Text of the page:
Pricing (estimating) a construction project has been described as a science, an art, part luck, and for some just a guess. Getting your price right means you have to win the project with a price that is higher than your final project costs will be, meaning you’ll make a profit. But just because you have the right price (for your company) doesn’t mean that your competitor won’t have a lower price that will be profitable for them. Having a lower price than your competitors also doesn’t mean that you’ll be awarded the project since clients often look for other requirements, and they need to be convinced that you are the right contractor for their project.
Unfortunately there are many contractors who submit flawed prices which have little chance of success, or worse, which can lead to the downfall of the company when the price is lower than their final project costs. But there are also many other risks that contractors don’t consider when pricing their projects, these include non-payment, inability to deliver the project to the required standards, lengthy legal disputes, health risk to employees, reputational risks, cashflow problems, and even the risk of losing out on favourable future work.
#pricingconstructionprojects #constructionbids #constructiontenders
Tips to successfully pricing your construction project
1. Understand your client. You don’t want to work for some clients, particularly those who don’t, or can’t pay. Check whether your client:
2. Understand the project documentation.
3. Know the market and what other projects are coming out for pricing. Good market intelligence is essential. You don’t want to be stuck with a difficult project at a low price while you miss out on other more lucrative and easy projects that are likely to be available in the next few months. Read: Should contractors price every project?
4. Physically check the project site conditions.
5. Understand the opposition (competitors). It may not be worth pricing projects against competitors who are known to be favoured by the client, ones that have a reputation for stupidly low prices, or competitors that are in a position to deliver a cheaper project because they are working in the area or have the right equipment for the project. You may be wasting your time pricing a project which you don’t stand a chance of winning!
6. Understand the project. What is your company responsible to deliver? What will the client supply?
7. Identify and quantify the risks. Prepare a risk schedule. Understand how you can manage and reduce the risks. Be prepared to walk away from projects that are too risky and where the quantum of the risk event could sink the company. Read How to deal with construction risks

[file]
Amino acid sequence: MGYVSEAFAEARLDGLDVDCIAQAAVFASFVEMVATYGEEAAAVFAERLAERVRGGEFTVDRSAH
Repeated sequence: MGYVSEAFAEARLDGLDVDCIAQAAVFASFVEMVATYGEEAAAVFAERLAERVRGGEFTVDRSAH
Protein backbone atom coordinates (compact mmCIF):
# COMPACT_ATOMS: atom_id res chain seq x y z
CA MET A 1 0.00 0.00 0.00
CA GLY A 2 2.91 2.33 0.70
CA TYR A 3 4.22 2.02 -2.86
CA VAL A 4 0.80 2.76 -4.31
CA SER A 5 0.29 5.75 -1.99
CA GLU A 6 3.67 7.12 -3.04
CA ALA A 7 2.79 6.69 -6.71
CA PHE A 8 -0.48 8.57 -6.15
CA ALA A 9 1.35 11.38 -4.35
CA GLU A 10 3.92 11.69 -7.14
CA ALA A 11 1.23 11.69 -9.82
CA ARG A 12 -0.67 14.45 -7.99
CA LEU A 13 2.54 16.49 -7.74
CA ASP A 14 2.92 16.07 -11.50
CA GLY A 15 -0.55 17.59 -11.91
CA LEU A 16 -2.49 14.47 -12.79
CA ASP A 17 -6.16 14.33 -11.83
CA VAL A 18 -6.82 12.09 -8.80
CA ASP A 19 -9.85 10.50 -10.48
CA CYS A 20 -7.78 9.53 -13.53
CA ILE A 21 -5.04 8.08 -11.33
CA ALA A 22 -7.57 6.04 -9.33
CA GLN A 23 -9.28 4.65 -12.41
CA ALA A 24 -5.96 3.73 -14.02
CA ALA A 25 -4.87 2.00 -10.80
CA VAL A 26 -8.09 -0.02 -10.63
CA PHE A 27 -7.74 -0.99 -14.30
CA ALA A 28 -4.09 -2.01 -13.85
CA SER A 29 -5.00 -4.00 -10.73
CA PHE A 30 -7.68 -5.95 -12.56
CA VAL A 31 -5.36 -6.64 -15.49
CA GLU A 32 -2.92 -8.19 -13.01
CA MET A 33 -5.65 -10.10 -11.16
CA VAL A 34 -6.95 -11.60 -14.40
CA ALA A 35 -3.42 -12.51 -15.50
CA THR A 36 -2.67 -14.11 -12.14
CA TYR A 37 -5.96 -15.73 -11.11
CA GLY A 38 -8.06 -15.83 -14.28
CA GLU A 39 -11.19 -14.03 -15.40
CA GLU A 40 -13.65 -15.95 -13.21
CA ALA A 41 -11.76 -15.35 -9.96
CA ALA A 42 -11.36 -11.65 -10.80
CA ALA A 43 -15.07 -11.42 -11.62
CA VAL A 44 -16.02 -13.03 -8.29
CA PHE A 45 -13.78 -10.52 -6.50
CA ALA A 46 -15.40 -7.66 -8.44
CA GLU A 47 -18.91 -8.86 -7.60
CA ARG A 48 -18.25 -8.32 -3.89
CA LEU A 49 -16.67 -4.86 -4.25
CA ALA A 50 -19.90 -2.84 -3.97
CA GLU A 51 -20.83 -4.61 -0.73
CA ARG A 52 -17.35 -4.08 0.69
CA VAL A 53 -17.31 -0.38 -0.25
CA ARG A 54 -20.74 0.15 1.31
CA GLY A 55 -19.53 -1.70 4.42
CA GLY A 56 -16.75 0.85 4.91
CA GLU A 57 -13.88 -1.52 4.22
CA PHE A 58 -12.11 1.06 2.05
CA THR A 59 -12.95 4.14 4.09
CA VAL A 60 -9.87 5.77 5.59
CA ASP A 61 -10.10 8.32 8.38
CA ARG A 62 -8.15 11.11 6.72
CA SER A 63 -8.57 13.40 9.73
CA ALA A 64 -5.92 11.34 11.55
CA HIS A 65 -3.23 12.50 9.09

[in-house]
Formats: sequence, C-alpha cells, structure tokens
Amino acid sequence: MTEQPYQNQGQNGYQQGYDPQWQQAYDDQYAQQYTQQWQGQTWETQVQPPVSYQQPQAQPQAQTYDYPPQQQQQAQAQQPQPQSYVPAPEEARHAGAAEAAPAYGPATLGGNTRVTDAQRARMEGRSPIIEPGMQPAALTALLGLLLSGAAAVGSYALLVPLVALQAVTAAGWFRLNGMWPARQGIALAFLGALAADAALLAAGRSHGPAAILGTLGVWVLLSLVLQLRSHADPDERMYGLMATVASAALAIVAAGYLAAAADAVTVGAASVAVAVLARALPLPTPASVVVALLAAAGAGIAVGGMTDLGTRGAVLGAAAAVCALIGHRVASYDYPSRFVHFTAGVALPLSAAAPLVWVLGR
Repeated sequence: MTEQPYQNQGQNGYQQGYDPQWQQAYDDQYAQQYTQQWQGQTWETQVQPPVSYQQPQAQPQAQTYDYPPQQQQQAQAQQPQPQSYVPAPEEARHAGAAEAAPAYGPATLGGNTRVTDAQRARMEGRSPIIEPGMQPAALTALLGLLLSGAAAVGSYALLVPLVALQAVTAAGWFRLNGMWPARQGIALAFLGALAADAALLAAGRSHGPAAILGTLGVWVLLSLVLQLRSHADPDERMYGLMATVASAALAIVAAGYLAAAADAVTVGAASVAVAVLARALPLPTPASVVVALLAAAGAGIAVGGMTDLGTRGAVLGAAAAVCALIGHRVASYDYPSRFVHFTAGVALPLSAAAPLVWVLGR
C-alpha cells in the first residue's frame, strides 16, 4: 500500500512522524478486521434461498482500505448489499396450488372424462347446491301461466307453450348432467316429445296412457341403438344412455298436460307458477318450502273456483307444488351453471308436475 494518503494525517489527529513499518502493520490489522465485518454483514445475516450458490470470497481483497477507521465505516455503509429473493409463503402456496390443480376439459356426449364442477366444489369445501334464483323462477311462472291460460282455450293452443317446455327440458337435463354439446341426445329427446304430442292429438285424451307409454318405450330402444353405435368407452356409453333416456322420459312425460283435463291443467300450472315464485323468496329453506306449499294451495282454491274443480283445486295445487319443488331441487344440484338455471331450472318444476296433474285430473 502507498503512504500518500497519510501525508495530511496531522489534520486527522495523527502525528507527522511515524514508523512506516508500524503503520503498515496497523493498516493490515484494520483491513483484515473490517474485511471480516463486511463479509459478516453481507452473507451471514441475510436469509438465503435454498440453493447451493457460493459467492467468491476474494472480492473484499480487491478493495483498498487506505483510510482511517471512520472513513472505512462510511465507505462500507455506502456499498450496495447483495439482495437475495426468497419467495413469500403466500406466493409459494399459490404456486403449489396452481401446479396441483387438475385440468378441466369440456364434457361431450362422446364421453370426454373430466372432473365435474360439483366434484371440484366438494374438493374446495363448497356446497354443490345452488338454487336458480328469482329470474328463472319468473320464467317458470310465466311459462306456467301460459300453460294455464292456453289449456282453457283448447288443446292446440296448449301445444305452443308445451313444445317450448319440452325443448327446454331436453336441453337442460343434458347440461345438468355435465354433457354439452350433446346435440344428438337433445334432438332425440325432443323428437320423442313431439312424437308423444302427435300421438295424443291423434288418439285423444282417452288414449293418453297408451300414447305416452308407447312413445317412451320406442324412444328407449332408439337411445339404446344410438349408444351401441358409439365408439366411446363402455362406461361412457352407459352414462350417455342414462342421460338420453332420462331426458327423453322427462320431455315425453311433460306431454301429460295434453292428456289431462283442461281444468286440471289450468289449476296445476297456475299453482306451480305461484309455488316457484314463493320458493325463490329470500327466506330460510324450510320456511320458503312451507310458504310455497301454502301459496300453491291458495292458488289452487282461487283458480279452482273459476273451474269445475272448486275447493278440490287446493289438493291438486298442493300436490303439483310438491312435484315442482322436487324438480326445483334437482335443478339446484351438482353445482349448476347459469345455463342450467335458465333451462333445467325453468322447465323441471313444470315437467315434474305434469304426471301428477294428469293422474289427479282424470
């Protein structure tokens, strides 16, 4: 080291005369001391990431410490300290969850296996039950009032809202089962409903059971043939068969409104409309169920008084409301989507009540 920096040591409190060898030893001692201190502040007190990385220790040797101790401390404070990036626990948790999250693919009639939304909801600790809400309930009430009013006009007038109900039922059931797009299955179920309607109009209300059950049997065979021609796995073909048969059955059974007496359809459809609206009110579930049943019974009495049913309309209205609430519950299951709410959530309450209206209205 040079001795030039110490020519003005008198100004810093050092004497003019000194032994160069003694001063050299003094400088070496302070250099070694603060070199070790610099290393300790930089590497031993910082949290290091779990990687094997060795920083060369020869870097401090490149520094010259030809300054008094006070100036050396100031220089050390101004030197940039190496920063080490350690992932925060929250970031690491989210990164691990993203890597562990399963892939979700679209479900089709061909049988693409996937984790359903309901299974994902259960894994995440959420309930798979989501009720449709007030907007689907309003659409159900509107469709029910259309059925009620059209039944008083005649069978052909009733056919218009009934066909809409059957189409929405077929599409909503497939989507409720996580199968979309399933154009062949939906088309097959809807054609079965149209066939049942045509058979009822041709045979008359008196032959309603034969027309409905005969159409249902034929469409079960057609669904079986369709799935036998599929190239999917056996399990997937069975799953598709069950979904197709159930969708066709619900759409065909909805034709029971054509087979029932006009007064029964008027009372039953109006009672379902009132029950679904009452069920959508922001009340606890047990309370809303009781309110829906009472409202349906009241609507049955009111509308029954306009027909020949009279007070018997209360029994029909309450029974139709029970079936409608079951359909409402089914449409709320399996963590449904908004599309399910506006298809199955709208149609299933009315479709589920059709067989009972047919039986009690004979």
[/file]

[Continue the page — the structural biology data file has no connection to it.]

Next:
8. Know your company’s capabilities. Will you have the people and equipment to do the work? Do you have people with the right experience?
9. Check the available resources. Are materials, people, and equipment available? Will they be available when they are required?
10. Consider the construction methodology. Develop the best methodology taking account of your company’s capabilities, the available resources, the project site conditions, the project schedule requirements, price, safety and the client’s requirements and design. Consider alternative construction methods and products.
Some contractors take the shot gun approach to pricing projects. Aiming in the general direction of the target and hoping they snag a project. Submitting as many prices as possible, hoping that one will get them a project. Their estimators often work long hours churning out price after price, just hoping that they will have success with one submission.
Unfortunately this often leads to mistakes. High prices mean it's another effort in vain. Low prices may land the company a project at a price they cannot do the work for.
Rather contractors should pick the right project, then spend time and effort preparing a winning price submission. In my next article I discuss more tips for winning construction bids 10 more tips for pricing construction projects#constructionprojects #contractors #constructionmanagement
Other useful articles
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some Reasons why projects lose money
Top Tips to Cut Costs on Today's Construction Site
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The opinions expressed in the attached articles are those of the writer. It should be noted that projects are varied and different laws and restrictions apply which depend on the location of the contractor and the project. It's important that the reader uses the supplied information taking cognisance of their particular circumstances. The writer assumes no responsibility or liability for any loss of any kind arising from the reader using the information or advice contained herein.
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